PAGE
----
Adapting Roald Dahl

There are few people who manage to capture the imagination of a global audience in the way that Roald Dahl does through his stories. Over the years we have seen numerous adaptations in a wide variety of mediums and genres through the eyes of a huge spectrum of visionaries. From directors including Danny DeVito and Tim Burton and genres stemming from Mel Stuart’s musically charged classic to Wes Anderson’s progressive stop-motion animated masterpiece. The scope of adaptations made to date only adds to the genius of Dahl’s creativity and highlights the strength of the imagination the man in the shed conjured. Watching the 1971 adaptation, Willy Wonka and the Chocolate Factory feels just as timeless as Tim Burton’s take in 2005 despite the films bringing a polar opposite aesthetic to the novel.

Originally, I was going to try and list my favourite adaptations but much like the films of directors such as Kubrick or Paul Thomas Anderson, each one is unique for particular reasons and I found it impossible to come up with a reasonable list that sums up my love for Dahl’s stories. Netflix announced in November 2018 that they were going to adapt a number of his works and the excitement and hype ever since has been astrominical. Anne Hathaway is rumoured to have been cast as the Grand High Witch (who was brilliantly played by Anjelica Huston in the original film) in their production of The Witches. This particular remake is being directed by Robert Zemeckis to boot showing the demand around these projects.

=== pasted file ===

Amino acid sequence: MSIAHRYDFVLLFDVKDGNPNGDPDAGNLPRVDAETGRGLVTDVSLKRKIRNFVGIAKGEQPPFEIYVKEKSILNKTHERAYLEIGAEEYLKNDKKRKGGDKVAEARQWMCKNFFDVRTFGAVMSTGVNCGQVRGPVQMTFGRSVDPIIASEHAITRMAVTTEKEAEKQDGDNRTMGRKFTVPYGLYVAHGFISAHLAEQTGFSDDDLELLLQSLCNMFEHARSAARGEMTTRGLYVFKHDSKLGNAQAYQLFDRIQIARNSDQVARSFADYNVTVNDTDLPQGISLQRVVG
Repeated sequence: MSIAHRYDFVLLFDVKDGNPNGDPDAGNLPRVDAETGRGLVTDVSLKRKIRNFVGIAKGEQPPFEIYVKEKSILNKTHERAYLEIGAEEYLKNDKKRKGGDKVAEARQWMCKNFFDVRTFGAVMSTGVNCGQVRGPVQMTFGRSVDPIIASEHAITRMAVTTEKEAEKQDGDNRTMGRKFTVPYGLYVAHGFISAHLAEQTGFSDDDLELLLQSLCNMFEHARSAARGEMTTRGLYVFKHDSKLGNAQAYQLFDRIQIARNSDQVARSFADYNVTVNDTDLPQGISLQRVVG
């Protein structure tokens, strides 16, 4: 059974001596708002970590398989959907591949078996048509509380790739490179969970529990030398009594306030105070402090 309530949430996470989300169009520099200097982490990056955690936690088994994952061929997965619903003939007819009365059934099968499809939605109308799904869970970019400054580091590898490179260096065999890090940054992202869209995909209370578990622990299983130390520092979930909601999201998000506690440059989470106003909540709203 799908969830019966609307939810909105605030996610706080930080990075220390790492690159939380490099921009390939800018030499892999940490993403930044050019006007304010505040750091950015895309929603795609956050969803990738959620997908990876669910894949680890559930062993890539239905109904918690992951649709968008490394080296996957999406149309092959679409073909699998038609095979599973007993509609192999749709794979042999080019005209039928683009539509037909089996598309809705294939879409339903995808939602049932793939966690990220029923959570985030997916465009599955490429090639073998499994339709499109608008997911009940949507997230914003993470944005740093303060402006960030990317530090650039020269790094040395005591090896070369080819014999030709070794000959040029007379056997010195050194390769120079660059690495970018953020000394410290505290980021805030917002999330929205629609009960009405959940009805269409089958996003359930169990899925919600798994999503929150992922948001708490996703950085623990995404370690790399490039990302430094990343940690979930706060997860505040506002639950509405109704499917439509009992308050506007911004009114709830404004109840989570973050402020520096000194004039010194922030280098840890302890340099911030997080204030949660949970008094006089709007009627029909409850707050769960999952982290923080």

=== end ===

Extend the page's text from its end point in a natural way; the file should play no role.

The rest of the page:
Dahl wrote both children and adult books but is probably more known for the former. However, it was his experience and openness to discuss an array of topics (including his autobiographies Boy – Tales of Childhood and Going Solo) that allows him to approach his writing with a fearlessness, bringing a new and exciting perspective to literature. Even when creating his own universes and language, Dahl never patronises the reader and I think this is what has translated so well into the film adaptations such as Nicolas Roeg’s The Witches (1990) and Danny DeVito’s Matilda (1996). Both are great examples of films that are primarily aimed at children but are perfectly suitable for adults as well. No one is excluded from a Dahl tale. Also, the nostalgic draw also undoubtedly contributes to the hype as adults of today probably read his books as children. Dahl has become synonomous with Western (particularly British) childhoods.

I am hugely excited to see what these Netflix adaptations bring as they promise to show a more faithful and darker side to the Dahl bibliography that perhaps has been left out in previous adaptations. Not that has is a bad thing as each adaptation has brought something unique in the way that Dahl has in each of his books but it’ll be interesting to see The Witches with its original ending and a Charlie and the Chocolate Factory with the right balance of book loyalty and darkness (the Tim Burton one slightly overdoes it in my opinion). I am mainly looking forward to The BFG however as that is the one that captured me most as a child. I found the giants absolutely terrifying and I am looking forward to seeing how Netflix adapt it. I enjoyed both adaptations but I feel that the Steven Speilberg take was a bit sillier than it needed to be (although I completely appreciate that The BFG as a character is rather silly). I would probably say that if pushed to choose, my favourite films adaptations would be either Willy Wonka and the Chocolate Factory (1971), The Witches (1990) or Matilda (1995) which is odd because none of the films are 100% faithful but the final cut doesn’t compromise Dahl’s vision and that is the most important thing.

Which is your favourite Roald Dahl book and/or film adaptation? Let me know in the comments below!


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